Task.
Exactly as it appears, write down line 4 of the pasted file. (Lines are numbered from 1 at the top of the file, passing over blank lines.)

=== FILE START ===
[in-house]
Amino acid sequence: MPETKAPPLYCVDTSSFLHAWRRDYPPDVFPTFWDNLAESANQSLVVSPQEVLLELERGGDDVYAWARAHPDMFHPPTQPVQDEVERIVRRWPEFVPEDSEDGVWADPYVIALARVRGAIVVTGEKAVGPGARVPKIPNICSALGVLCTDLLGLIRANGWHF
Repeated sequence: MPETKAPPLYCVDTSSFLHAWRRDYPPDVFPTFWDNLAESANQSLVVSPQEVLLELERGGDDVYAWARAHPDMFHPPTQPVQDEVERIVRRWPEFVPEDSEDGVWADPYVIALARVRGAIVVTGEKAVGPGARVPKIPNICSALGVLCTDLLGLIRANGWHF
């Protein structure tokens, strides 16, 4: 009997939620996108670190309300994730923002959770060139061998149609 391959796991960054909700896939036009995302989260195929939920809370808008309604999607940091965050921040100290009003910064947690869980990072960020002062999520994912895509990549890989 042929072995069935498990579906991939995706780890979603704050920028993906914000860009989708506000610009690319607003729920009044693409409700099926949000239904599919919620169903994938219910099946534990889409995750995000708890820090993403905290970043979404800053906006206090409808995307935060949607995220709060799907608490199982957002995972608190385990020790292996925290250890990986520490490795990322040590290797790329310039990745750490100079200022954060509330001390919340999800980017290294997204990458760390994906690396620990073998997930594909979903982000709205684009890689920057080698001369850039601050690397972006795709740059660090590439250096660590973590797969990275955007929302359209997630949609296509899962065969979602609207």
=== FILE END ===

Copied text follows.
């Protein structure tokens, strides 16, 4: 009997939620996108670190309300994730923002959770060139061998149609 391959796991960054909700896939036009995302989260195929939920809370808008309604999607940091965050921040100290009003910064947690869980990072960020002062999520994912895509990549890989 042929072995069935498990579906991939995706780890979603704050920028993906914000860009989708506000610009690319607003729920009044693409409700099926949000239904599919919620169903994938219910099946534990889409995750995000708890820090993403905290970043979404800053906006206090409808995307935060949607995220709060799907608490199982957002995972608190385990020790292996925290250890990986520490490795990322040590290797790329310039990745750490100079200022954060509330001390919340999800980017290294997204990458760390994906690396620990073998997930594909979903982000709205684009890689920057080698001369850039601050690397972006795709740059660090590439250096660590973590797969990275955007929302359209997630949609296509899962065969979602609207």